Leonard Altamar, a 41-year-old plumber, carries his tool box — and a kilo of imported pasta — as he walks into a high-end restaurant at a luxury mall in Maracaibo in western Venezuela.
The father of two won’t need the packaged food to fix the leak in one of the business’s flooded restrooms, but he wouldn’t leave the bag of pasta unprotected on his bike. It is a treasure he just earned.
“I just repaired a dishwasher and got paid with this spaghetti, a little bit of beef and 200,000 bolívares (or about $1.20). I began to accept this kind of payment in September. Doing this, at least my family can eat a little,” Altamar said.
The economic crisis in Venezuela has spiked in recent months. Inflation rates in the rich-in-oil country in 2017 topped a stunning 2,600 percent, according to the opposition-controlled legislature.
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Venezuela’s tailspin has created poverty, personal insecurity, food scarcity, medicine shortages and money insufficiency. The situation has been labeled as a humanitarian crisis by opposition parties, foreign governments and Pope Francis.
Hunger is a common visitor in Altamar’s home. He lost eight kilos of weight — about 17 pounds — in just a few weeks last October. His sons are used to going to bed at night without a proper meal, he admitted.
Altamar has joined other Venezuelan workers who are now willing to accept groceries in exchange for their services. His father and two brothers, who offer electrical work and carpentry, also work for food.
“I have to adjust to the situation. I ask my customers ‘What do you have in your pantry?’ when we are discussing my fees. I’m a big fan of this kind of trading these days,” he said.
Flour, rice, vegetable oil, sugar, mayonnaise, sodas and personal-care items are appealing bargaining chips for him.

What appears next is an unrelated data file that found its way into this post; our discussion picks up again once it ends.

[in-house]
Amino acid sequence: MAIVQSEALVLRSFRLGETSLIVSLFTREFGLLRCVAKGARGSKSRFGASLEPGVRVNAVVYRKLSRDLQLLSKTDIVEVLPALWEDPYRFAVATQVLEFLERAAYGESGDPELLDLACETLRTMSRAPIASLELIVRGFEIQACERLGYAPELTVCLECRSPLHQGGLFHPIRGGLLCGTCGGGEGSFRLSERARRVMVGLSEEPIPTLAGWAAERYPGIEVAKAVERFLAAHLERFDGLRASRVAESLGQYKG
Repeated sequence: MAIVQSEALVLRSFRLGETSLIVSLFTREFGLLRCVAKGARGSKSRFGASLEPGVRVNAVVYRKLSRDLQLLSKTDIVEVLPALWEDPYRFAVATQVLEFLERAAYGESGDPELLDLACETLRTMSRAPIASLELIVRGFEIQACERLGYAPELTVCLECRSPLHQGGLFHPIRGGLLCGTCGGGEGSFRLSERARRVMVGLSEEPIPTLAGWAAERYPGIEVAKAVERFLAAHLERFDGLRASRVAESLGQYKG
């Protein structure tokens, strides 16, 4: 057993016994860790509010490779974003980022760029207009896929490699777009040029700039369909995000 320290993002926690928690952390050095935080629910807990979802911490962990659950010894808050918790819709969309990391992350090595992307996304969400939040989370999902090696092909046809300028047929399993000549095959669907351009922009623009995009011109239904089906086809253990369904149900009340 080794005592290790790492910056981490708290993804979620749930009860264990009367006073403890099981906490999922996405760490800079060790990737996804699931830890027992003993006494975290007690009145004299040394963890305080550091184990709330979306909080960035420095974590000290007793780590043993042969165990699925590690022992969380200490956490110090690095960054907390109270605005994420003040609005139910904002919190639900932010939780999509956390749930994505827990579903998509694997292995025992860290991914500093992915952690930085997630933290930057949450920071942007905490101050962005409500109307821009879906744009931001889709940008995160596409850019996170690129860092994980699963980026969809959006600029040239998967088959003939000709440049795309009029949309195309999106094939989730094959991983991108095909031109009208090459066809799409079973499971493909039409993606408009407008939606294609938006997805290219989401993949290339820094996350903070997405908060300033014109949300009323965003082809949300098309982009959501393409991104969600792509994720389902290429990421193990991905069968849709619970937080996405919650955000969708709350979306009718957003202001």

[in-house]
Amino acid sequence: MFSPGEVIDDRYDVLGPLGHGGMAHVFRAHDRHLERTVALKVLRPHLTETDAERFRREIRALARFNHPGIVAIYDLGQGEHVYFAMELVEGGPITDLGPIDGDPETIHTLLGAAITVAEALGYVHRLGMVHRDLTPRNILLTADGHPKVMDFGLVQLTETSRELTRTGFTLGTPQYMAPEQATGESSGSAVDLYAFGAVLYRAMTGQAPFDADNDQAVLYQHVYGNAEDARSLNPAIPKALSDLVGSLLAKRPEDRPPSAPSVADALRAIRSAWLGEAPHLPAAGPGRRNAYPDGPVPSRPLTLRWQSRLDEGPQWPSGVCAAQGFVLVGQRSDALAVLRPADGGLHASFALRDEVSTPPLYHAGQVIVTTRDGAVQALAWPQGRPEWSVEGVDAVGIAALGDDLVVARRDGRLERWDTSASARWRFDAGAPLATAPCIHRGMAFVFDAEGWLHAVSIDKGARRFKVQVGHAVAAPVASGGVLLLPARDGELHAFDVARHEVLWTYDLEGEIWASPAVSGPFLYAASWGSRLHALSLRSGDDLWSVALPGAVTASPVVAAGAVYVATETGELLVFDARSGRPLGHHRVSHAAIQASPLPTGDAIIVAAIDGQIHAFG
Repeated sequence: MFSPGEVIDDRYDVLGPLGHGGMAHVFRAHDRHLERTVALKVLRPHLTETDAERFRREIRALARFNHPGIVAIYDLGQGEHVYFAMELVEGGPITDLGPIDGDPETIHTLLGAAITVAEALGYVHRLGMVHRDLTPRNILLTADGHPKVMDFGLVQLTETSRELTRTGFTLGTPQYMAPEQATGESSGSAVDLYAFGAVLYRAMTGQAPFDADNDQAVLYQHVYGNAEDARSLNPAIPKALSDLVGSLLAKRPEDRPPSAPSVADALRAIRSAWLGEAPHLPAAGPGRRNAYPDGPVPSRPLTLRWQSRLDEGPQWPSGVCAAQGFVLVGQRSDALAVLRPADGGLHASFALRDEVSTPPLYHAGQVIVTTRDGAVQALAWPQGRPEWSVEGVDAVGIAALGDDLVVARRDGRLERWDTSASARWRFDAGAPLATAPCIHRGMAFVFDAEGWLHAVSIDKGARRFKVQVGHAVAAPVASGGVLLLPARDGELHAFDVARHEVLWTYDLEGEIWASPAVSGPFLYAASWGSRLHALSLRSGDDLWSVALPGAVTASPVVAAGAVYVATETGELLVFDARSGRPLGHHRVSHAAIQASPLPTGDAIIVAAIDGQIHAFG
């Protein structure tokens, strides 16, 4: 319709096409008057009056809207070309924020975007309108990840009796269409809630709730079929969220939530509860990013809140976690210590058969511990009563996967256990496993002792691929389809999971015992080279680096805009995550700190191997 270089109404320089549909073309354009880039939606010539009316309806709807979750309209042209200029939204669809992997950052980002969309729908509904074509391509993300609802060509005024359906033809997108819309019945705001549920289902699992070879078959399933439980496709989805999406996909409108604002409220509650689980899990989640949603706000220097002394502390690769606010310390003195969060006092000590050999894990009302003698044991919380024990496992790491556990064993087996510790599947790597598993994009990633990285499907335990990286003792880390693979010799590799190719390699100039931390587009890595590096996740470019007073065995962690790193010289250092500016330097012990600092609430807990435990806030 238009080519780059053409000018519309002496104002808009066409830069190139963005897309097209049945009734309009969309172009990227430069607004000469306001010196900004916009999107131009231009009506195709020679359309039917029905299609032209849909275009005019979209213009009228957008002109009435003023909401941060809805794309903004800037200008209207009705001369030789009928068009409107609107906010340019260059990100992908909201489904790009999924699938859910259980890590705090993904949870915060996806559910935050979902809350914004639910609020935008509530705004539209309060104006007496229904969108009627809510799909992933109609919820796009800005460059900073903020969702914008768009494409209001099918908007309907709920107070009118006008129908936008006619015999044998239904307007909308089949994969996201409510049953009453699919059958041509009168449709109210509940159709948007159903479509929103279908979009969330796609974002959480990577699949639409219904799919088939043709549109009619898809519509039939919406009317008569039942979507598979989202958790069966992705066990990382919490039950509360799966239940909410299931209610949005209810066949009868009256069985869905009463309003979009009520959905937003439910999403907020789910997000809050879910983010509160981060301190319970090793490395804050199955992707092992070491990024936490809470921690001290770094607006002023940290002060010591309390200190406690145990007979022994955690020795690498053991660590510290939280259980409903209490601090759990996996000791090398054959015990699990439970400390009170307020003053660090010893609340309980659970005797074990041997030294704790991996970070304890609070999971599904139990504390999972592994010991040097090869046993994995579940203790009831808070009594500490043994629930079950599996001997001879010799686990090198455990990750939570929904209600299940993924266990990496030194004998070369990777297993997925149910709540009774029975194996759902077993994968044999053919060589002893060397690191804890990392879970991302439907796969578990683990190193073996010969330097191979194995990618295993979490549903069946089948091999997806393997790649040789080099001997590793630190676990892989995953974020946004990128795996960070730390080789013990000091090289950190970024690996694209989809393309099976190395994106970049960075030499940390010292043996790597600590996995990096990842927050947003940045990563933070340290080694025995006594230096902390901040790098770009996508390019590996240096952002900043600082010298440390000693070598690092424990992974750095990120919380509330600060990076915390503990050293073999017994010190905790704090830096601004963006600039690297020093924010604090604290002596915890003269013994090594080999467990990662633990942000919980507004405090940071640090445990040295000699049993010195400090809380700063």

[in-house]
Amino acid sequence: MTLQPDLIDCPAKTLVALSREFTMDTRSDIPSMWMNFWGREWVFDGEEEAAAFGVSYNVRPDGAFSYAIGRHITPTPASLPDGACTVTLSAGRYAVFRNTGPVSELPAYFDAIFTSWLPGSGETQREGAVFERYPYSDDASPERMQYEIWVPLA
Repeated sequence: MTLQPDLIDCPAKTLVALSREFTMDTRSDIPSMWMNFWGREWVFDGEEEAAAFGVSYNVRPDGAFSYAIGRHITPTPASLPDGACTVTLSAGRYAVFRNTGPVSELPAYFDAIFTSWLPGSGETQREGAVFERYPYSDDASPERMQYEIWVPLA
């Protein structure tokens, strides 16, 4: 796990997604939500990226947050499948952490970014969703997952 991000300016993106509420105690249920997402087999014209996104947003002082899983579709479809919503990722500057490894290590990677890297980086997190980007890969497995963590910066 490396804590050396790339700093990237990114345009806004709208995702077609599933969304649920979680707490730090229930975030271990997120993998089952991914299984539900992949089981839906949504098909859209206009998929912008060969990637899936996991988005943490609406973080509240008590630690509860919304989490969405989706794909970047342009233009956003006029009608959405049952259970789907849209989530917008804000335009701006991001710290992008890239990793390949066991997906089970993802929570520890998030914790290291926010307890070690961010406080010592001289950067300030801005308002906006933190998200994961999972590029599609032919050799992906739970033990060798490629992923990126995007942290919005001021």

Housemaids, cab and bus drivers, carpenters, cobblers, nurses, car wash employees, retailers, and even professionals are willing to participate in the work-for-food trend to fight hunger as the nation contends with spiraling prices.
Leonard received about two kilos of corn flour — that’s about 4.4 pounds — two kilos of rice and one liter of vegetable oil last Friday from an old customer who did not have enough cash to pay him for plumbing work in her kitchen.
A phone call interrupts the interview. A regular client asks him to repair a water tank that has been malfunctioning. The plumber sets up the appointment for the next day. His price?
“Do you have any butter? That would do,” he tells the client.
Barter in socialist times
Late President Hugo Chávez, who ushered in Venezuela’s socialist era, dreamed in 2006 of an economic model that included bartering.
“There is a market that can be reactivated through barter and not through currency. Let us break that curse” of capitalism, he said in January 2006, standing alongside President Evo Morales of Bolivia.
Chávez even proposed a system where a commodity such as bananas could be traded for a couple of pounds of coffee or two chickens.
At the time, José Guerra, former head of Venezuela’s Central Bank, called the proposal “nonsense,” saying it promoted “a caveman economy.”